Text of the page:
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Songkran Tradition

In the old days, Songkran's Day (song-grarn) was regarded as Thailand's New Year's Day, when fell on 13, 14 and 15 April, and then changed from such a month to 1 January.

Legend had it that Songkran's Day was held to welcome the sun that gave both light and warmth to the earth. Later, Thais regard Songkran's Day as the ceremony for remembering their grandmothers, grandfathers and a festivity. When Songkran's Day comes, the people regardless of men, women, children and adults go to the temple in the morning, together with bringing foods, flowers, joss sticks and candles to offer Buddhist monks to devote merit to their dead grandmothers and grandfathers. Some people invite the monks to pray at their houses. Then, they have a bath image Buddha at their houses and at a temple, and they take scented water to pour on their people's hands to ask blessings from them to be happy and prosperous in their lives. Then, they happily splash water to one another.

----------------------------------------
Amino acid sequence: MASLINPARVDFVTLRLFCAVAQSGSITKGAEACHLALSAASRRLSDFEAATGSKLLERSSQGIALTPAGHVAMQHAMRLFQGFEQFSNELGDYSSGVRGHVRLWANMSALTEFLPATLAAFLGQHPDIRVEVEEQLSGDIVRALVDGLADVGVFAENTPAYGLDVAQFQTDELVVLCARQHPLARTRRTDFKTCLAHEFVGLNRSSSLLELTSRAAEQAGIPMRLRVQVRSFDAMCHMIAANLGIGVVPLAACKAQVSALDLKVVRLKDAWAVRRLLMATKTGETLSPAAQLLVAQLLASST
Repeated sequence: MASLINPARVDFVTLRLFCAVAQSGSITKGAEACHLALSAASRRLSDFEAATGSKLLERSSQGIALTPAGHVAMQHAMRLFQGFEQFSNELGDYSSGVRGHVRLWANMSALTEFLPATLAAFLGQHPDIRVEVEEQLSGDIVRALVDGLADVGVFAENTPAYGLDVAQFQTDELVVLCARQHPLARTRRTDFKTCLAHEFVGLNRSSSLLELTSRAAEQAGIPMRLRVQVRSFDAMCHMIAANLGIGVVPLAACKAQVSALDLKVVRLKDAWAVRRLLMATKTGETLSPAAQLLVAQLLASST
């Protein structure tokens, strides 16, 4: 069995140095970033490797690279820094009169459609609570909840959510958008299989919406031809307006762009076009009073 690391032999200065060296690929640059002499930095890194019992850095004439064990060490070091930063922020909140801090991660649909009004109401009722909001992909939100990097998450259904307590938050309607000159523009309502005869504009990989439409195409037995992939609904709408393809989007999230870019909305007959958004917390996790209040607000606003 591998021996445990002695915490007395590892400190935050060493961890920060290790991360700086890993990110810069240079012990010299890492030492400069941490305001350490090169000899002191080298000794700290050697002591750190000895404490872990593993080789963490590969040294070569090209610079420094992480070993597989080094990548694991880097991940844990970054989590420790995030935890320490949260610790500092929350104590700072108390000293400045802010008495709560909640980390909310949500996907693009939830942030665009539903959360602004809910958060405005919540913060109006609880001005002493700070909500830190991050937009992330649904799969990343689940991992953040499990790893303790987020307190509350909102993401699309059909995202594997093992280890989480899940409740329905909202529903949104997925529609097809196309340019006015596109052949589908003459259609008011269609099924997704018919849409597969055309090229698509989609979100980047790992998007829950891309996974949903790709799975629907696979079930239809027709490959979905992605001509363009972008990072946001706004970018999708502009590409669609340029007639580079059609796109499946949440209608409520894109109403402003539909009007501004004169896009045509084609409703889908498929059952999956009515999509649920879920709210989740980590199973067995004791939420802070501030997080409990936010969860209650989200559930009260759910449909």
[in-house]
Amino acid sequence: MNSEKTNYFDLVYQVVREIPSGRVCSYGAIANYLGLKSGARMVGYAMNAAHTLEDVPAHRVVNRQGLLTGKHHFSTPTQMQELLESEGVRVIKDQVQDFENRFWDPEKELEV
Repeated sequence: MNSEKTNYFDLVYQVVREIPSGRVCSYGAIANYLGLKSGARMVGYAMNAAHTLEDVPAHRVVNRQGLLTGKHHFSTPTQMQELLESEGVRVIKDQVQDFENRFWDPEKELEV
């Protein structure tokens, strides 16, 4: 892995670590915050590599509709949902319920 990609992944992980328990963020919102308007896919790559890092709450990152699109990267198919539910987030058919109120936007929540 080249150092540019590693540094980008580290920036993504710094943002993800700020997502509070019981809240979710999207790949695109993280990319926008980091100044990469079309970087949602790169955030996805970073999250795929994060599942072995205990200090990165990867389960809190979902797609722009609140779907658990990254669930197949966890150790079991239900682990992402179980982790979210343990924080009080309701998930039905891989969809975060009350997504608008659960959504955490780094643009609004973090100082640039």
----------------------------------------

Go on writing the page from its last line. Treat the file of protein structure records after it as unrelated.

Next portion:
Also, they clean an altar of image Buddha, houses, living places and a cattle pen. For the aforesaid Songkran's Day, it is a general deed, but for each region there are a lot of details or odds and ends.

Vocabulary kum-sab

Regard yeud-theu
Change plian-plaeng
Legend tum-narn
Welcome torn-rab
Sun pra ar-tid or ta-wan
(ҷԵ or ѹ)
Light saeng sa-warng
Warmth kwarm-ob-un
Earth loeg
Ceremony pi-tee
Remember rum-leug theung
Devote merit u-tid gu-son
Image Buddha pra-pud-ta-roob
Scent num-ob
Pour rod (verb)
Prosperous ja-rern or rung-roerng
(ԭ or ͧ)
Cattle pa-su-sad
Pen korg-sad

Thu, 15 May, 2003

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